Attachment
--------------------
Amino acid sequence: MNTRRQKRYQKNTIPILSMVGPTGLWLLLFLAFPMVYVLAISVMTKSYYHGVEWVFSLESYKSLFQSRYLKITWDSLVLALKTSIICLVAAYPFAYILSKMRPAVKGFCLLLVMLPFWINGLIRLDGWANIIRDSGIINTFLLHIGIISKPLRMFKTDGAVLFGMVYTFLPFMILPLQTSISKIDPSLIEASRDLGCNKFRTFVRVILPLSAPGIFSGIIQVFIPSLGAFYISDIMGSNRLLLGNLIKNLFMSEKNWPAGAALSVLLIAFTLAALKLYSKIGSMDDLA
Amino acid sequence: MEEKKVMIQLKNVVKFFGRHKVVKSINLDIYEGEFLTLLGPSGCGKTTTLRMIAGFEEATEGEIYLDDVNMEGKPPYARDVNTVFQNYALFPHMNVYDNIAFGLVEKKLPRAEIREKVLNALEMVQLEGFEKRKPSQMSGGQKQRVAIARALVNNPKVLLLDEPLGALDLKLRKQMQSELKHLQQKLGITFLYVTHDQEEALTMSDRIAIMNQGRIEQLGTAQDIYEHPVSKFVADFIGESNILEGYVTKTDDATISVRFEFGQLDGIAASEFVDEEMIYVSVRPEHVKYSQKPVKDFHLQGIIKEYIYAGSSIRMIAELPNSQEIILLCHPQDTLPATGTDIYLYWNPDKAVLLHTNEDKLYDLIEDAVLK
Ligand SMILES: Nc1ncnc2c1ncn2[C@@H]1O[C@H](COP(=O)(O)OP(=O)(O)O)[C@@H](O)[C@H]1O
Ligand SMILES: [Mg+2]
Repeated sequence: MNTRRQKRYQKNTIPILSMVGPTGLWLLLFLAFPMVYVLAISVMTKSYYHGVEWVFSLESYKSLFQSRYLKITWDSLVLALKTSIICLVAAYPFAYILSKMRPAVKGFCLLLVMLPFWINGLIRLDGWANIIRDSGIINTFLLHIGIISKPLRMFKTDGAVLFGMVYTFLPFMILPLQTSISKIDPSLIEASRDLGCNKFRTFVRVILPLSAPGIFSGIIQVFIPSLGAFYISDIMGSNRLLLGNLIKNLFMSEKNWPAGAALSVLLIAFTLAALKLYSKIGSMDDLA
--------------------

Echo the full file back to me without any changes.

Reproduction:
Amino acid sequence: MNTRRQKRYQKNTIPILSMVGPTGLWLLLFLAFPMVYVLAISVMTKSYYHGVEWVFSLESYKSLFQSRYLKITWDSLVLALKTSIICLVAAYPFAYILSKMRPAVKGFCLLLVMLPFWINGLIRLDGWANIIRDSGIINTFLLHIGIISKPLRMFKTDGAVLFGMVYTFLPFMILPLQTSISKIDPSLIEASRDLGCNKFRTFVRVILPLSAPGIFSGIIQVFIPSLGAFYISDIMGSNRLLLGNLIKNLFMSEKNWPAGAALSVLLIAFTLAALKLYSKIGSMDDLA
Amino acid sequence: MEEKKVMIQLKNVVKFFGRHKVVKSINLDIYEGEFLTLLGPSGCGKTTTLRMIAGFEEATEGEIYLDDVNMEGKPPYARDVNTVFQNYALFPHMNVYDNIAFGLVEKKLPRAEIREKVLNALEMVQLEGFEKRKPSQMSGGQKQRVAIARALVNNPKVLLLDEPLGALDLKLRKQMQSELKHLQQKLGITFLYVTHDQEEALTMSDRIAIMNQGRIEQLGTAQDIYEHPVSKFVADFIGESNILEGYVTKTDDATISVRFEFGQLDGIAASEFVDEEMIYVSVRPEHVKYSQKPVKDFHLQGIIKEYIYAGSSIRMIAELPNSQEIILLCHPQDTLPATGTDIYLYWNPDKAVLLHTNEDKLYDLIEDAVLK
Ligand SMILES: Nc1ncnc2c1ncn2[C@@H]1O[C@H](COP(=O)(O)OP(=O)(O)O)[C@@H](O)[C@H]1O
Ligand SMILES: [Mg+2]
Repeated sequence: MNTRRQKRYQKNTIPILSMVGPTGLWLLLFLAFPMVYVLAISVMTKSYYHGVEWVFSLESYKSLFQSRYLKITWDSLVLALKTSIICLVAAYPFAYILSKMRPAVKGFCLLLVMLPFWINGLIRLDGWANIIRDSGIINTFLLHIGIISKPLRMFKTDGAVLFGMVYTFLPFMILPLQTSISKIDPSLIEASRDLGCNKFRTFVRVILPLSAPGIFSGIIQVFIPSLGAFYISDIMGSNRLLLGNLIKNLFMSEKNWPAGAALSVLLIAFTLAALKLYSKIGSMDDLA